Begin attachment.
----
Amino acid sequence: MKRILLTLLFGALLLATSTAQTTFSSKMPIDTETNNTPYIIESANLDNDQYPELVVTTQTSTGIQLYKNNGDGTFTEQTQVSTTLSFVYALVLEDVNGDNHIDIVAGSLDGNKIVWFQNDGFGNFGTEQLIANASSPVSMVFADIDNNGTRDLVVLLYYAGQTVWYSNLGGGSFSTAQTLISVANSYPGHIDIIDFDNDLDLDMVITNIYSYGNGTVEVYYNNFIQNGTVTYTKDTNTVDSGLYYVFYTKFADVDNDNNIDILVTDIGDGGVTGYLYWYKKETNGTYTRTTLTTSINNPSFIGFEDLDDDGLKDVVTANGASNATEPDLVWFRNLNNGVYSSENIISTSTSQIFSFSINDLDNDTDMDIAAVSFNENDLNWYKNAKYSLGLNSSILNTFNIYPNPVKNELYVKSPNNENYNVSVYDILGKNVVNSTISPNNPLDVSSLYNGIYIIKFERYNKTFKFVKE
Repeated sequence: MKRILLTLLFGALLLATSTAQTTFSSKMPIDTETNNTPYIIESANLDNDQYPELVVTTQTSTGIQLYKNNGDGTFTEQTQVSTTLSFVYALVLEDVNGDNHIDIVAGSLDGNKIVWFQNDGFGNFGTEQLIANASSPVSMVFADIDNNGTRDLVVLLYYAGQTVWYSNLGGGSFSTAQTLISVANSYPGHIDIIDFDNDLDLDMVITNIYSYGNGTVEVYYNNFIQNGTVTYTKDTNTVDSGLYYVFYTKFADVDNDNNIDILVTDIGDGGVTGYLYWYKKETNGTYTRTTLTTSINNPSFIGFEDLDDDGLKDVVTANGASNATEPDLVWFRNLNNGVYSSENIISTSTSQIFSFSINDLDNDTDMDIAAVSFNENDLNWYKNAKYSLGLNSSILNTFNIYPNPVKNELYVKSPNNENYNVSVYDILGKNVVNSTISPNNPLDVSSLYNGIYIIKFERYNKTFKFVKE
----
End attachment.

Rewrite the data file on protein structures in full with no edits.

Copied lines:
Amino acid sequence: MKRILLTLLFGALLLATSTAQTTFSSKMPIDTETNNTPYIIESANLDNDQYPELVVTTQTSTGIQLYKNNGDGTFTEQTQVSTTLSFVYALVLEDVNGDNHIDIVAGSLDGNKIVWFQNDGFGNFGTEQLIANASSPVSMVFADIDNNGTRDLVVLLYYAGQTVWYSNLGGGSFSTAQTLISVANSYPGHIDIIDFDNDLDLDMVITNIYSYGNGTVEVYYNNFIQNGTVTYTKDTNTVDSGLYYVFYTKFADVDNDNNIDILVTDIGDGGVTGYLYWYKKETNGTYTRTTLTTSINNPSFIGFEDLDDDGLKDVVTANGASNATEPDLVWFRNLNNGVYSSENIISTSTSQIFSFSINDLDNDTDMDIAAVSFNENDLNWYKNAKYSLGLNSSILNTFNIYPNPVKNELYVKSPNNENYNVSVYDILGKNVVNSTISPNNPLDVSSLYNGIYIIKFERYNKTFKFVKE
Repeated sequence: MKRILLTLLFGALLLATSTAQTTFSSKMPIDTETNNTPYIIESANLDNDQYPELVVTTQTSTGIQLYKNNGDGTFTEQTQVSTTLSFVYALVLEDVNGDNHIDIVAGSLDGNKIVWFQNDGFGNFGTEQLIANASSPVSMVFADIDNNGTRDLVVLLYYAGQTVWYSNLGGGSFSTAQTLISVANSYPGHIDIIDFDNDLDLDMVITNIYSYGNGTVEVYYNNFIQNGTVTYTKDTNTVDSGLYYVFYTKFADVDNDNNIDILVTDIGDGGVTGYLYWYKKETNGTYTRTTLTTSINNPSFIGFEDLDDDGLKDVVTANGASNATEPDLVWFRNLNNGVYSSENIISTSTSQIFSFSINDLDNDTDMDIAAVSFNENDLNWYKNAKYSLGLNSSILNTFNIYPNPVKNELYVKSPNNENYNVSVYDILGKNVVNSTISPNNPLDVSSLYNGIYIIKFERYNKTFKFVKE